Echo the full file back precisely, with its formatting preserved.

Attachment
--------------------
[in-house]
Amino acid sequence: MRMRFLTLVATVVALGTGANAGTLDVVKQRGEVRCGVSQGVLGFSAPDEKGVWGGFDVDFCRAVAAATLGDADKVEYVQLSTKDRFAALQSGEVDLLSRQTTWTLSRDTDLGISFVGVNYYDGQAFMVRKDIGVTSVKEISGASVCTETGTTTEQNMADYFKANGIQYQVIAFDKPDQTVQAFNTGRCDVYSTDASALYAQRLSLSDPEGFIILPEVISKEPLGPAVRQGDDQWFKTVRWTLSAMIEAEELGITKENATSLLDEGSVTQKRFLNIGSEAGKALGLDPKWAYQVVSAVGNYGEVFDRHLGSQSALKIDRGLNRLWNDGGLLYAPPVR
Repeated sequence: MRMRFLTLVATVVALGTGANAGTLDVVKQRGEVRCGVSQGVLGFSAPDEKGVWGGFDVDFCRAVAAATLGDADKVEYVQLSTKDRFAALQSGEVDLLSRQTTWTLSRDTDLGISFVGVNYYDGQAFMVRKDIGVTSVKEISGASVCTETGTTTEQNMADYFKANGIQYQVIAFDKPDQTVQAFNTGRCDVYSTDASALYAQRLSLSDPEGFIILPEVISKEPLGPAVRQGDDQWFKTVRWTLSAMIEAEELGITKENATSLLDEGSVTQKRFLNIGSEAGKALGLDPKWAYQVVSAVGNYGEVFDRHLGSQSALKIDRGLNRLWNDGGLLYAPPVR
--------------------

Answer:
[in-house]
Amino acid sequence: MRMRFLTLVATVVALGTGANAGTLDVVKQRGEVRCGVSQGVLGFSAPDEKGVWGGFDVDFCRAVAAATLGDADKVEYVQLSTKDRFAALQSGEVDLLSRQTTWTLSRDTDLGISFVGVNYYDGQAFMVRKDIGVTSVKEISGASVCTETGTTTEQNMADYFKANGIQYQVIAFDKPDQTVQAFNTGRCDVYSTDASALYAQRLSLSDPEGFIILPEVISKEPLGPAVRQGDDQWFKTVRWTLSAMIEAEELGITKENATSLLDEGSVTQKRFLNIGSEAGKALGLDPKWAYQVVSAVGNYGEVFDRHLGSQSALKIDRGLNRLWNDGGLLYAPPVR
Repeated sequence: MRMRFLTLVATVVALGTGANAGTLDVVKQRGEVRCGVSQGVLGFSAPDEKGVWGGFDVDFCRAVAAATLGDADKVEYVQLSTKDRFAALQSGEVDLLSRQTTWTLSRDTDLGISFVGVNYYDGQAFMVRKDIGVTSVKEISGASVCTETGTTTEQNMADYFKANGIQYQVIAFDKPDQTVQAFNTGRCDVYSTDASALYAQRLSLSDPEGFIILPEVISKEPLGPAVRQGDDQWFKTVRWTLSAMIEAEELGITKENATSLLDEGSVTQKRFLNIGSEAGKALGLDPKWAYQVVSAVGNYGEVFDRHLGSQSALKIDRGLNRLWNDGGLLYAPPVR